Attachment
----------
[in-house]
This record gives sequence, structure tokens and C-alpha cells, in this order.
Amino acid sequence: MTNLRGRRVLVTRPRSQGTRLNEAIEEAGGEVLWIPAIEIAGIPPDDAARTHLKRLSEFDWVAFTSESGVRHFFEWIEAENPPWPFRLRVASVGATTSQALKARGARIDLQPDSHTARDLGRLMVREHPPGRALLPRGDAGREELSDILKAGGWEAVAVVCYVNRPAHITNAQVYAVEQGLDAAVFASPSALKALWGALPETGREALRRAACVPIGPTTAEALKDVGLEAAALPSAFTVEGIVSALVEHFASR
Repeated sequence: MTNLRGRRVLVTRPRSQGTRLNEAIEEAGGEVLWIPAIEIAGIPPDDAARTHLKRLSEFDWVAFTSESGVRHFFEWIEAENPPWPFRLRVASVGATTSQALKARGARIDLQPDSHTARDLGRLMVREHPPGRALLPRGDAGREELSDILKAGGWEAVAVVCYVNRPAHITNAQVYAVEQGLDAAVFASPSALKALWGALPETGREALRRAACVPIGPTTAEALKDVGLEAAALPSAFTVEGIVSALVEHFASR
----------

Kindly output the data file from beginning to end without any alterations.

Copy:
[in-house]
This record gives sequence, structure tokens and C-alpha cells, in this order.
Amino acid sequence: MTNLRGRRVLVTRPRSQGTRLNEAIEEAGGEVLWIPAIEIAGIPPDDAARTHLKRLSEFDWVAFTSESGVRHFFEWIEAENPPWPFRLRVASVGATTSQALKARGARIDLQPDSHTARDLGRLMVREHPPGRALLPRGDAGREELSDILKAGGWEAVAVVCYVNRPAHITNAQVYAVEQGLDAAVFASPSALKALWGALPETGREALRRAACVPIGPTTAEALKDVGLEAAALPSAFTVEGIVSALVEHFASR
Repeated sequence: MTNLRGRRVLVTRPRSQGTRLNEAIEEAGGEVLWIPAIEIAGIPPDDAARTHLKRLSEFDWVAFTSESGVRHFFEWIEAENPPWPFRLRVASVGATTSQALKARGARIDLQPDSHTARDLGRLMVREHPPGRALLPRGDAGREELSDILKAGGWEAVAVVCYVNRPAHITNAQVYAVEQGLDAAVFASPSALKALWGALPETGREALRRAACVPIGPTTAEALKDVGLEAAALPSAFTVEGIVSALVEHFASR